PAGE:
Running on Empty
When there is no balance between the high-stress high demand of our professional life and the needs of our personal life, we are not functioning at our highest level.
When I graduated from FTO in the summer of 2018 my call sign was 3C27. Six months later the 3C Fort Collins troop received two more Troopers making the highest call sign 3C29. Back in “those” days, I realize I am far too junior to say that to most of you but bear with me as I share my experience with staffing over the last 5 years. So back in “those” days pre-pandemic when I was a baby trooper full of vinegar, I had all the support and cover anyone could ask for. I had senior
teammates whom I could learn from. We could talk about things I was doing wrong and they had the ability and desire to teach me, to make me better. I remember an early set of roadsides after FTO when a DRE on my team stopped to cover me. After the stop, we spent time on the side of the road along the Mulberry corridor talking about little ways I could improve my administration of the tests.
I remember dispatch airing REDDI reports and four of us hustling down I25 trying to find our suspect vehicle. Scheduling and vacation bids were a breeze. We had enough people that most of the senior guys got a shift they were happy with and we junior troopers could take leave when we wanted. If someone was down on a lot of reports they were grounded to the office while the rest of us covered calls for service. There was never any weight felt by this, we all had our turn and the ability to complete the administrative tasks that accompany taking bad guys to jail. There was a balance. A give and take.
A healthy marriage. This is the example I’ve heard many supervisors within the patrol give.
Then the pandemic. Then the anti-police movements. Then retirements. And transfers and separations. Today I am 10th in seniority. Several members of my team are high on the promotions list so before I know it I will be 3C9. 3C single digits. WHAT????? The almost five-year trooper in me says bring it on. I know what I’m doing and am capable. The rest of me says in what universe should a five-year trooper have a single-digit call sign in a troop that performs at its highest level with 30 people? 30 people.
My team, the guys I work with every day, is comprised of three people, me and two other troopers. For those of you who have experience working in metro troops, you can imagine what this looks like. No cover. No peer training. Calls stacked to you. No more being grounded to the office. And when you take time off you are
directly impacting the two people who rely on you every day. When I do have a day off when my team is working I feel guilty. Guilt that my guys are working call to call with no time to eat lunch let alone work on reports. So, when I’m off work let’s say using a holiday or our much needed wellness leave, this should be a positive thing for me. I shouldn’t be thinking about work but I am, my teammates rely on me. I feel guilty because I’ve been there, I know what this feels like. You and one other person working, you’re both already on a call when a serious injury crash occurs 50 miles away from where you are and there is no one to respond. When your teammate has an uncooperative or combative subject but you’re already in the thick of another incident. Or our partner agencies asking for our assistance and we can’t assist them. What long-term impacts does this have on our partner agency relationships?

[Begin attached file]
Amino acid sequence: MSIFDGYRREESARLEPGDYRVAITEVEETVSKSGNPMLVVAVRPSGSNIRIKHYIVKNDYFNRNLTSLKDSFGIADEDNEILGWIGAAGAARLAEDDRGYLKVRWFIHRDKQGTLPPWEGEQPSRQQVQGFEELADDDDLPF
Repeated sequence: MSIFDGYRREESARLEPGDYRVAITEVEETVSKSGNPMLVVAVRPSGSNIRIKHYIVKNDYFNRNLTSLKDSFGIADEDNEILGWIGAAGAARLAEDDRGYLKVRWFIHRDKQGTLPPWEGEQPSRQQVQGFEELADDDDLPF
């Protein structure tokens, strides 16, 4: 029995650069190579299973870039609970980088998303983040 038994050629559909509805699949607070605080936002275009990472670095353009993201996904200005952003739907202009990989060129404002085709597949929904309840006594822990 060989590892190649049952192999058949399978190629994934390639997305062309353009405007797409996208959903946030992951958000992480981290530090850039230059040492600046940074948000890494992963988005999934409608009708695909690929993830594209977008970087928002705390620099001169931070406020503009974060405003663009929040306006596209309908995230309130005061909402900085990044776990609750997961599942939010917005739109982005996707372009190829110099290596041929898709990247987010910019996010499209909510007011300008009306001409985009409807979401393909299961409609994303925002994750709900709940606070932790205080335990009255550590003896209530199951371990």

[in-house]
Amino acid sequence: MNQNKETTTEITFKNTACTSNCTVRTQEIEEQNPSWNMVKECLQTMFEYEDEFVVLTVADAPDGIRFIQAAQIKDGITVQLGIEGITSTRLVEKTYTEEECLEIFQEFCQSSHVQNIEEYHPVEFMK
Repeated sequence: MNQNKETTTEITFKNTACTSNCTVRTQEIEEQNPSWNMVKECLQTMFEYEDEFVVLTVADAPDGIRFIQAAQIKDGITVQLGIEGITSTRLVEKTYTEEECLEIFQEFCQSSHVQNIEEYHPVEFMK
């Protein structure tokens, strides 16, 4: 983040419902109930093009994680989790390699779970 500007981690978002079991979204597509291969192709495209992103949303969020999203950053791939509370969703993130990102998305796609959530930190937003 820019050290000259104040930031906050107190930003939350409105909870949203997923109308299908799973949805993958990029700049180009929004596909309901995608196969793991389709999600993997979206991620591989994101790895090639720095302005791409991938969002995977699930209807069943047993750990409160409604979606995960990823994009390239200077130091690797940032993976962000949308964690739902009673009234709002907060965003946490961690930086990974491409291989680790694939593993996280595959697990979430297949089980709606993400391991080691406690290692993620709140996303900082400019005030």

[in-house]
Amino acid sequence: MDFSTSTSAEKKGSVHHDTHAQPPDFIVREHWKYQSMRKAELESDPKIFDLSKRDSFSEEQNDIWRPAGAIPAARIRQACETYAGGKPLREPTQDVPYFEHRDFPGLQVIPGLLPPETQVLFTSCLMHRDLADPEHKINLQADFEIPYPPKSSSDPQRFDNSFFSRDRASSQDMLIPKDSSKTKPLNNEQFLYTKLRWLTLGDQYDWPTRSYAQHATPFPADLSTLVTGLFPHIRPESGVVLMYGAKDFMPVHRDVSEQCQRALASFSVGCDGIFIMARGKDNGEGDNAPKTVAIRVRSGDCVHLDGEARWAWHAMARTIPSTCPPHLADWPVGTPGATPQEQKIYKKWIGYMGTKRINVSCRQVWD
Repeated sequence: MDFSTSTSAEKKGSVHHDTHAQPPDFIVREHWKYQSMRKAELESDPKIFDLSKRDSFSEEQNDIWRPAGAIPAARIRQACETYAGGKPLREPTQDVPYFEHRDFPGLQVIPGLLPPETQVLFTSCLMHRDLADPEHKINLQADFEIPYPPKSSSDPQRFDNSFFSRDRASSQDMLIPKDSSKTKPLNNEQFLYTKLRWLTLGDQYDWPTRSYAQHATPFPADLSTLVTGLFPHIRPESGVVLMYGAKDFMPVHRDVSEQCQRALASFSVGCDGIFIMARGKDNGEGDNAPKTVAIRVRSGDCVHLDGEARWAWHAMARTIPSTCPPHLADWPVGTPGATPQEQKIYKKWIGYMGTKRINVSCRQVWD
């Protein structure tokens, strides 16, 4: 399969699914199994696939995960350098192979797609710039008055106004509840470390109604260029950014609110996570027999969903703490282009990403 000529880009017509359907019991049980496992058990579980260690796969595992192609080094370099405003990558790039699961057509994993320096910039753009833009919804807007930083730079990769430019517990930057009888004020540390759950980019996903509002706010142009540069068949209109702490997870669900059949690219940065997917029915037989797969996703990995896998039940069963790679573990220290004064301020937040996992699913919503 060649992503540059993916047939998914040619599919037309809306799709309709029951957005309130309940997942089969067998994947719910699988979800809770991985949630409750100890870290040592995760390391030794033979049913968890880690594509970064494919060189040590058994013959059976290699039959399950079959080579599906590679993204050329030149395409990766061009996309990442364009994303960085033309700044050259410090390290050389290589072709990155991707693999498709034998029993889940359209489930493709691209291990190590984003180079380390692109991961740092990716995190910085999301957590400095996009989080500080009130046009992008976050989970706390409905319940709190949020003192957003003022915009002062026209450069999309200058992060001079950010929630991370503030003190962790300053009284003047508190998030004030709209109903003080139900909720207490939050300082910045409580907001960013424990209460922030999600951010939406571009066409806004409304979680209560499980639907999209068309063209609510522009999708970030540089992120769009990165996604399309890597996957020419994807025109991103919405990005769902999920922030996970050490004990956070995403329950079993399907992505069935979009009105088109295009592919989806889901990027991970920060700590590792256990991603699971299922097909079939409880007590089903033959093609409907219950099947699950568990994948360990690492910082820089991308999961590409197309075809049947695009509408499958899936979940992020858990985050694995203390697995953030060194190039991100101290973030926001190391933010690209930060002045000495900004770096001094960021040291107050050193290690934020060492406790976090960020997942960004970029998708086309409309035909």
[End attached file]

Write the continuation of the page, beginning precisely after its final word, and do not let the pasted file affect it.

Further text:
When you are on regular days off there have been and always will be things that interrupt this time, DOR, court, and training. But when there are fewer troopers sharing the work there are increasingly more instances where days off are interrupted by these events. And this doesn’t include paperwork. Since you’re going from call to call to call the amount of paperwork you can complete and turn in during your regularly scheduled shift is slim to none. But there are deadlines written into policy and statute, so what do you do? You work from home when you are supposed to be off. When you are supposed to be decompressing from work and reintegrating into civilian life, family life. The time you are supposed to spend doing chores and getting groceries is spent instead on reports. The time you should be spending with your family is spent with your head buried in your computer. In my family, we spend Sundays together. We all go over to my in-laws’ house and have lunch and spend the rest of the day together, playing pool or watching movies or whatever game might be on. Many Sundays when we make the drive to Firestone I pack my MDC and case files. I spend my time working instead of laughing and building precious memories with my family. And then the guilt sets in. Am I really present with my family if I’m working on reports? How are they impacted by this? What are they feeling? My job is to protect and serve. Yes, I’m protecting my family but how am I serving them when I’m present in body but not mind? When my mind is elsewhere when I should be engaged with them? Are my boys growing up thinking my work is more important than they are?
When there is no balance between the high stress high demand of our professional life and the needs of our personal life we are not functioning at our highest level. We have a small window of tolerance and burnout is high. Burnout from short staffing is a real true thing. It’s not from being spoiled or being weak. It comes from no reprieve from work. No ability to reset. No ability to be you as a person, who you are when you’re not in uniform. And we owe everyone, including ourselves, so much better.